So, in the ever popular fashion of pretending we’re all going to start this semester off right–you know, read and annotate every reading; study in advance for tests; get involved in extracurriculars; hit the gym at least a few times a week; etc.–I thought I’d share a few websites that kept last semester great for me and will make this semester even better. Call them great procrastination tools. Call them a way to keep up on your pompous Pitchfork pals. Call them whatever you want. But, they deserve your attention, just like this attention-grabbing, yet entirely unrelated picture because now that the Coachella lineup is up, I can’t wait for Bonnaroo’s lineup to be announced.
So, in an entirely arbitrarily subjective rating system, here you go:
Grooveshark is basically everything you love about iTunes, except for the fact that listening to any song on Grooveshark is free. It’s also sort of a hybrid with Pandora. I’ve been trying (unsuccessfully) to show my friends the beauty of Grooveshark for maybe the last year. With an account on Grooveshark, you can make and save playlists, follow someone else’s account, listen to genre-specific radio stations, and probably do a whole bunch of stuff that I just have yet to discover. As you can see with my playlists in the picture to the right, I seem to just have some weird affinity for the word jamz to describe music. Guess I’m just trying to stay hip. But, just think of all those times you’ve wanted to show your friend this great new song you heard the other day. Now, instead of going to YouTube, just login to Grooveshark, and you’ve got tons of music that you were just too damn cheap to pay for.. yet. Thus, it also gives you a great opportunity to listen to music before you decide to buy it. So, rather than default to YouTube next time you hear a great song you’re just not ready to buy, open up your Grooveshark playlist, and enjoy your music as much as you want with the added benefits of a shuffle and repeat function.
Now, SoundCloud is my latest discovery (read: latest obsession). If you have the slightest interest in any of the following genres: electronic; hip hop; dubstep; mashups; techno; etc., then SoundCloud is for you. If you DJ on campus or just like to drop hella beats from the comfort of your dorm room, then SoundCloud is definitely for you. Or, of course, if you just like downloading new, free music, then you might wanna check out this website. It’s basically like a Creative Commons for artists of any genre really, but has come to lend itself to more electronic-based genres. Through SoundCloud, you can explore genres, follow artists, comment on a track, and freely and legally download songs. Plus, you’ve got artists as big as Bassnectar and as small as, well, you. If you follow this pretty much amazing blog (c wut i did there?), then you probably already know a good deal about SoundCloud. This website definitely invites procrastination though, so use with caution. You might look up and notice that three hours have gone by, and while you have 32 new super dope tracks (That’s what we’re calling them these days, right?) in your iTunes, that reading or problem set you planned on getting a head start on this semester is just sitting on your desk untouched.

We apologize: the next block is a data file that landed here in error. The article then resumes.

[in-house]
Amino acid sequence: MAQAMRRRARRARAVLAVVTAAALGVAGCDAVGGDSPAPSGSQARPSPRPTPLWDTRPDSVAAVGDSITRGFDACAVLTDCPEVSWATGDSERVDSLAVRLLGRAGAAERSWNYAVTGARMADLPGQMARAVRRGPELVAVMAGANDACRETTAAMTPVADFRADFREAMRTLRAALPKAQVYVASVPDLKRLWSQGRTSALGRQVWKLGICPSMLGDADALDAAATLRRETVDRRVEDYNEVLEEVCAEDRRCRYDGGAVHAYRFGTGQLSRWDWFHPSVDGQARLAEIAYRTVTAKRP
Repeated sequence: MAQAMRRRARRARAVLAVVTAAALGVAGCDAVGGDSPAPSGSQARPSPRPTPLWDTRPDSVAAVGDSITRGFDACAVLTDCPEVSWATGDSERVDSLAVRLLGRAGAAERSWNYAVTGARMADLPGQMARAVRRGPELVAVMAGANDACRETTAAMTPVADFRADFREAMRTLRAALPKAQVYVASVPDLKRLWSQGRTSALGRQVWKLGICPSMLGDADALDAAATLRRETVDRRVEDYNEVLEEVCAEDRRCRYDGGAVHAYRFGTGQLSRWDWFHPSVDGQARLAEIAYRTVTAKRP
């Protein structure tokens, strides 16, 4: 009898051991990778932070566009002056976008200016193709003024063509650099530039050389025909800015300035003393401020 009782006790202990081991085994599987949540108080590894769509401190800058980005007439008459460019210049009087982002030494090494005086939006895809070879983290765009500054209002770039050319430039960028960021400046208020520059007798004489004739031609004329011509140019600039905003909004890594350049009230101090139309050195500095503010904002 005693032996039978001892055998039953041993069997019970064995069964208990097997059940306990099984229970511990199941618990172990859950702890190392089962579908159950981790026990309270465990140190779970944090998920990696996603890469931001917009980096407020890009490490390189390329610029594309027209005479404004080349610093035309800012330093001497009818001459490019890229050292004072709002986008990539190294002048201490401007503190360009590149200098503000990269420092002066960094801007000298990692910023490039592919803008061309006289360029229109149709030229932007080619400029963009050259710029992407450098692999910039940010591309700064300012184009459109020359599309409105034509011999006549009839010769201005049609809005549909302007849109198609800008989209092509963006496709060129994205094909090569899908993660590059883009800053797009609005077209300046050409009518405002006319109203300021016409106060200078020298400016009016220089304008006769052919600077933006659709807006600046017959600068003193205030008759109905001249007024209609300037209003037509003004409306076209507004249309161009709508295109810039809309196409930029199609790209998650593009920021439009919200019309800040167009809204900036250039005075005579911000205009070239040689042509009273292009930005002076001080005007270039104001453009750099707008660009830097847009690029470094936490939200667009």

If you read the ACB (which I obviously don’t), then you might notice that people have been clamoring for a resurrection of the Hub we all know and love knew and loved. (Sad, I know.) Now, I’m not nearly technologically savvy enough to give Wesleyan a new hub. But, I can give you something almost as good, perhaps only so great because it’s free and legal. Dropbox! Dropbox is just a wonderful file sharing program that you can download (for Mac and PC!) and begin sharing files with your friends, your family, or even yourself to use for multiple computers. Thus, it’s instantly a great procrastination and study tool. Rather than messing with zip drives or sending e-mails to yourself, you can just insert files into your dropbox and then access them from any computer with internet access.
With a Mac, you simply click on the Dropbox icon, open your Dropbox folder, and drag as many files as you want into the folder–making them instantly available for whomever you’ve chosen to share that folder with. Now, the only downside is you have to specifically choose which people you’re going to share which folders with, so it’s not like the Hub in that sense. What I’m saying is start finding friends with better taste in music if you really want to maximize Dropbox’s awesomeness. And when you’re not on a computer with Dropbox already installed, you can just as easily access your files from logging in through their website on your favorite web browser. As you can see, mine is Safari–not that you asked or anything. And yeah, I guess I’m old-fashioned for not using Google Chrome at this point. Sorry I’m not sorry.
So, without going into an insane amount of detail about these programs, I’d say getting to know these websites are the key to having a fantastic semester filled with great music and compliments from all your friends on your taste and cutting edge playlists and throwing great parties with said playlists blaring in the background. (Sorry, that might be a little hyperbolic.) You can find out more info once you visit these websites and sit back to enjoy their short, entertaining tutorial videos. I’m not even being sarcastic there! The tutorials are thoroughly entertaining. Enjoy! You can thank me in the comments. Or tell me about something better you use to get your music in a free and legal manner. Or just go ahead and post “tldr.”